As the owner/operator of a boatyard, I developed a myriad of skills. Most of the time I felt like a professional jugglerconstantly dealing with different engineering and construction challenges, while at the same time managing several projects and trying to deal with all the other aspects of owning a business. After nine years, it was time for a change.
My fascination with singlehanded ocean sailing started when I was a teenager and read Sir Francis Chichester’s Gipsy Moth Circles the World. It was 1966, a year after I was born, that Chichester departed on his epic 226-day solo circumnavigation.
Shortly after I sold the boatyard, I was fortunate enough to gain employment as a member of the shore crew for Gartmore Investment Management. Gartmore was a new Finot-designed, open class 60, skippered by Brit Josh Hall and built in France for the 1998/’99 Around Alone Race. The Around Alone, formerly known as the BOC, is a single-handed yacht race around the world that starts and finishes in Charleston, S.C., and has stopovers in Cape Town, South Africa; Auckland, N.Z.; and Punta Del Este, Uruguay.
This breed of open 60s with their saucer-like hull shapes, constructed of pre-preg carbon and Nomex sandwich, with up to four tons of water ballast, have enormous horsepower and performance. At only 7.5 tons, Gartmore was the lightest of the five Finot-designed open 60s in the 1998/’99 race. These machines have twin rudders that are angled to ensure that the leeward foil operates vertically when the yacht is heeled over. This makes for light and responsive steering even at speeds in the 30-knot range. With a LOA and LWL of 60 feet, a beam of 18 feet, and a draft of 14.85 feet, the power-to-weight ratio of a singlehanded open 60 is roughly 30% greater than a fully crewed Whitbread/Volvo 60. The skippers of these yachts know when to put the pedal down and when to throttle back.
The work of the shore crews is sun-soaked, hectic, full of endless work lists and late-night parties. But you work the long hours because you are inspired by the skipper and the camaraderie that develops between the shore crews. It requires a jack-of-all-trades approach. One day I was installing a diesel heater, the next repairing a fracture in the carbon boom that occurred when a preventer block exploded during a crash gybe.
It felt like we were preparing the boat and skipper for battle. I was always aware of the dangers involved if something went wrong, especially in the Southern Ocean. Try visualizing a never-ending series of six-story buildings moving toward you at 40 mph with the top one or two stories collapsing on top of you. The power of a wave breaking on your boat isn’t much different from being hit with a pile of concrete. Add the isolation and the noisethe boom and roar of the wavesand the picture should become clearer.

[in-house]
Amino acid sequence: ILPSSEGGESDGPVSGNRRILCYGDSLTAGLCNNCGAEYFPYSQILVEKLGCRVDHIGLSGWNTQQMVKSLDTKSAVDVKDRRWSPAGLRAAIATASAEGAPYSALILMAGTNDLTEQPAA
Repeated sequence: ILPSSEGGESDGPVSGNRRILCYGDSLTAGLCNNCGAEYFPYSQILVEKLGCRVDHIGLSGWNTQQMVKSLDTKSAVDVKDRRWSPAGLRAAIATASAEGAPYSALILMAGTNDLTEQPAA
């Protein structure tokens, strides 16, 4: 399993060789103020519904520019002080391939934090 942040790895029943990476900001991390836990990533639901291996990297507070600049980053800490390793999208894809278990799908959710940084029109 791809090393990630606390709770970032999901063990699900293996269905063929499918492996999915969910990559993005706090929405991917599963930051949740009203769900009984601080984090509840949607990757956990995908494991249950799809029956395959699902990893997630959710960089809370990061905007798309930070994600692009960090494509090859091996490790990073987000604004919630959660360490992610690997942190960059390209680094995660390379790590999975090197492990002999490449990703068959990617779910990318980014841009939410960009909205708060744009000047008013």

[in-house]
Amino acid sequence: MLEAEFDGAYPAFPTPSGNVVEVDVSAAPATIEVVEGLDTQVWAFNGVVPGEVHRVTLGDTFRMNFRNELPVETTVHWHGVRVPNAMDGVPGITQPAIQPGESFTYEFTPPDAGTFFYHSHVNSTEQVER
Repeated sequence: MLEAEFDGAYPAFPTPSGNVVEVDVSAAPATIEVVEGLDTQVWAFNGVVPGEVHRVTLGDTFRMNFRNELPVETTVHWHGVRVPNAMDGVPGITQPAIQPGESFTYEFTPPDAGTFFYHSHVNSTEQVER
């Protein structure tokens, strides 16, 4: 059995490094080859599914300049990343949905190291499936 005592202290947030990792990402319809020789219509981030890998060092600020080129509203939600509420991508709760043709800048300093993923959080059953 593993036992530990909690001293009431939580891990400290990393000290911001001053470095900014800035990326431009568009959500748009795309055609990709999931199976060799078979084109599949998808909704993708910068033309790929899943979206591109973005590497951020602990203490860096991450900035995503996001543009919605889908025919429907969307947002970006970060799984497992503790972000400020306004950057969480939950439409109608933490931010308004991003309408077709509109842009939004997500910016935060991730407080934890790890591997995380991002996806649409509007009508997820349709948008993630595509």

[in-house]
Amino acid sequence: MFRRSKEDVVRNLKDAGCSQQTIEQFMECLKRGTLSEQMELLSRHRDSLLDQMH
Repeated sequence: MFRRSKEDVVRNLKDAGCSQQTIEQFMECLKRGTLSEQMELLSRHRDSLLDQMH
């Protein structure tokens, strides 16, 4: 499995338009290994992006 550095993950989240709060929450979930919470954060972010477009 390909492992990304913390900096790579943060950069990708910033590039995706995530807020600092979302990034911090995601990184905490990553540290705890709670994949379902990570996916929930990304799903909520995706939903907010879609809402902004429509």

The days spent on the water tuning the boat up for the next leg were the most rewarding for meblast-reaching along, off the beaches of Cape Town in steady 35-knot breezes with stunning Table Mountain as a backdrop. We’d have the windward water ballast tanks full, a single reef in the main with a working jib up. Our speed holding perfectly steady at 22 knots under autopilot, we would be amidships discussing how to adjust the PBO check stays and runners to allow for just a little more prebend in the mast.
Huge crowds gathered along the waterfront for each restart. Each boat was towed from its berth with skipper and shore crew aboard as national anthems blasted over the loudspeakers. The raw emotion, nervous tension, and apprehension was apparent in all of us. We helped Josh get the sails set and the boat geared up. A few uncomfortable jokes, a long pull off a bottle of whiskey, some very big hugs, and then we were plucked off the boat by Zodiac, 15 minutes before the starting gun.
Minutes after the start, the boats were over the horizon. I wondered about all the work I did, and the insane conditions both boat and skipper would be exposed to. I hoped everything stayed together, so that in six weeks time I would meet up again at the next stop-over port.
I could feel the tension of the past weeks quickly drain away as I packed up shipping crates and dealt with final logistics and arrangements for the next port. The shore crews gathered for one last party before everyone departed in different directions.
I couldn’t help but feel as if I was part of something much bigger than just a sailing race. I was caught up in the dreams of these solo-sailorsin their years of hard work, sacrifice, and scraping by to get to the starting lines. The racers were people whose visions and destinies were different from ours. They were ready to risk their lives in order to fulfill their dreams, willing to test themselves way beyond their limits, knowing full well that their dreams could be snatched away from them in a fleeting second. They were at the same time both human and hero. In a world lacking heroes, I felt truly lucky to have been among so many of them.